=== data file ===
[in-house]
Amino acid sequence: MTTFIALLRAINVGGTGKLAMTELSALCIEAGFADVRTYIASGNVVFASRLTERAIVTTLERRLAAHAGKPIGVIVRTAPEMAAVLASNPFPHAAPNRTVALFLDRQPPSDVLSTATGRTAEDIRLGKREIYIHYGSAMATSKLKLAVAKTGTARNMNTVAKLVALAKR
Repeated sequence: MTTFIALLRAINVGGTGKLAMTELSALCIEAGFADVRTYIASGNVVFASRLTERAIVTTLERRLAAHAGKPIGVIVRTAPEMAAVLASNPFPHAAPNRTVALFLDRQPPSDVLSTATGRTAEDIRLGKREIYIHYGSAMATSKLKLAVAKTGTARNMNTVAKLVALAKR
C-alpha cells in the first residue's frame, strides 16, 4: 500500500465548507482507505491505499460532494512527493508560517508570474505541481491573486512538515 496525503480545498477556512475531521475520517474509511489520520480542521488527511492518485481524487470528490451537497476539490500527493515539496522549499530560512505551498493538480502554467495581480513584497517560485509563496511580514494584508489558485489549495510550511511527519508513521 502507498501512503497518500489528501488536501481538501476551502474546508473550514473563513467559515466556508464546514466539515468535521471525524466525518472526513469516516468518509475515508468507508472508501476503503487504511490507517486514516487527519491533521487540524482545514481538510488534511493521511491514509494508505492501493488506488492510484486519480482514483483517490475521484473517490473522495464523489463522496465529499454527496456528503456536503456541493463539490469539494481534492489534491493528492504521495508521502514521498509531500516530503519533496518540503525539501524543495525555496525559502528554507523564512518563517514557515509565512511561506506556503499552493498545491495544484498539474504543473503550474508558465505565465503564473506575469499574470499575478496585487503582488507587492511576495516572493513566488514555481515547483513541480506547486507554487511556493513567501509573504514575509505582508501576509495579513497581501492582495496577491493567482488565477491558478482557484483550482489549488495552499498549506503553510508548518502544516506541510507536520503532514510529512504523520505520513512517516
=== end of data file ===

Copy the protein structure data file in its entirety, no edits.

[in-house]
Amino acid sequence: MTTFIALLRAINVGGTGKLAMTELSALCIEAGFADVRTYIASGNVVFASRLTERAIVTTLERRLAAHAGKPIGVIVRTAPEMAAVLASNPFPHAAPNRTVALFLDRQPPSDVLSTATGRTAEDIRLGKREIYIHYGSAMATSKLKLAVAKTGTARNMNTVAKLVALAKR
Repeated sequence: MTTFIALLRAINVGGTGKLAMTELSALCIEAGFADVRTYIASGNVVFASRLTERAIVTTLERRLAAHAGKPIGVIVRTAPEMAAVLASNPFPHAAPNRTVALFLDRQPPSDVLSTATGRTAEDIRLGKREIYIHYGSAMATSKLKLAVAKTGTARNMNTVAKLVALAKR
C-alpha cells in the first residue's frame, strides 16, 4: 500500500465548507482507505491505499460532494512527493508560517508570474505541481491573486512538515 496525503480545498477556512475531521475520517474509511489520520480542521488527511492518485481524487470528490451537497476539490500527493515539496522549499530560512505551498493538480502554467495581480513584497517560485509563496511580514494584508489558485489549495510550511511527519508513521 502507498501512503497518500489528501488536501481538501476551502474546508473550514473563513467559515466556508464546514466539515468535521471525524466525518472526513469516516468518509475515508468507508472508501476503503487504511490507517486514516487527519491533521487540524482545514481538510488534511493521511491514509494508505492501493488506488492510484486519480482514483483517490475521484473517490473522495464523489463522496465529499454527496456528503456536503456541493463539490469539494481534492489534491493528492504521495508521502514521498509531500516530503519533496518540503525539501524543495525555496525559502528554507523564512518563517514557515509565512511561506506556503499552493498545491495544484498539474504543473503550474508558465505565465503564473506575469499574470499575478496585487503582488507587492511576495516572493513566488514555481515547483513541480506547486507554487511556493513567501509573504514575509505582508501576509495579513497581501492582495496577491493567482488565477491558478482557484483550482489549488495552499498549506503553510508548518502544516506541510507536520503532514510529512504523520505520513512517516